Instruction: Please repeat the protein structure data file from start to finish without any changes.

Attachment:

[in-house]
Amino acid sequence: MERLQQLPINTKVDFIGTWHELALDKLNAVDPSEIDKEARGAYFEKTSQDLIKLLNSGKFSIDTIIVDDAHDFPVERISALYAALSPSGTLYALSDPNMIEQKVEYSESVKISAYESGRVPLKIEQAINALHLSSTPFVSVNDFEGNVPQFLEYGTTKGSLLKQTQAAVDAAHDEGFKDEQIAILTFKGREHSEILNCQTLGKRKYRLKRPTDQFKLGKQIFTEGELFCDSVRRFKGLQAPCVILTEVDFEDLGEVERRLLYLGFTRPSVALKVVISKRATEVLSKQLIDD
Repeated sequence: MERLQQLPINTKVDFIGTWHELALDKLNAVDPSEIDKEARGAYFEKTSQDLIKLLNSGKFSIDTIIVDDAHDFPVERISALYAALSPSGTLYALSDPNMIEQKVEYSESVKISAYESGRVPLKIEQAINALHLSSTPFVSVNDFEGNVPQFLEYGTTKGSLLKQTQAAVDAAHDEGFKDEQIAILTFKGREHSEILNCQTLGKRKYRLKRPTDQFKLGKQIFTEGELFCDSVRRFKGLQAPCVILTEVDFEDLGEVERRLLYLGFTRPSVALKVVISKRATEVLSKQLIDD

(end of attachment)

[in-house]
Amino acid sequence: MERLQQLPINTKVDFIGTWHELALDKLNAVDPSEIDKEARGAYFEKTSQDLIKLLNSGKFSIDTIIVDDAHDFPVERISALYAALSPSGTLYALSDPNMIEQKVEYSESVKISAYESGRVPLKIEQAINALHLSSTPFVSVNDFEGNVPQFLEYGTTKGSLLKQTQAAVDAAHDEGFKDEQIAILTFKGREHSEILNCQTLGKRKYRLKRPTDQFKLGKQIFTEGELFCDSVRRFKGLQAPCVILTEVDFEDLGEVERRLLYLGFTRPSVALKVVISKRATEVLSKQLIDD
Repeated sequence: MERLQQLPINTKVDFIGTWHELALDKLNAVDPSEIDKEARGAYFEKTSQDLIKLLNSGKFSIDTIIVDDAHDFPVERISALYAALSPSGTLYALSDPNMIEQKVEYSESVKISAYESGRVPLKIEQAINALHLSSTPFVSVNDFEGNVPQFLEYGTTKGSLLKQTQAAVDAAHDEGFKDEQIAILTFKGREHSEILNCQTLGKRKYRLKRPTDQFKLGKQIFTEGELFCDSVRRFKGLQAPCVILTEVDFEDLGEVERRLLYLGFTRPSVALKVVISKRATEVLSKQLIDD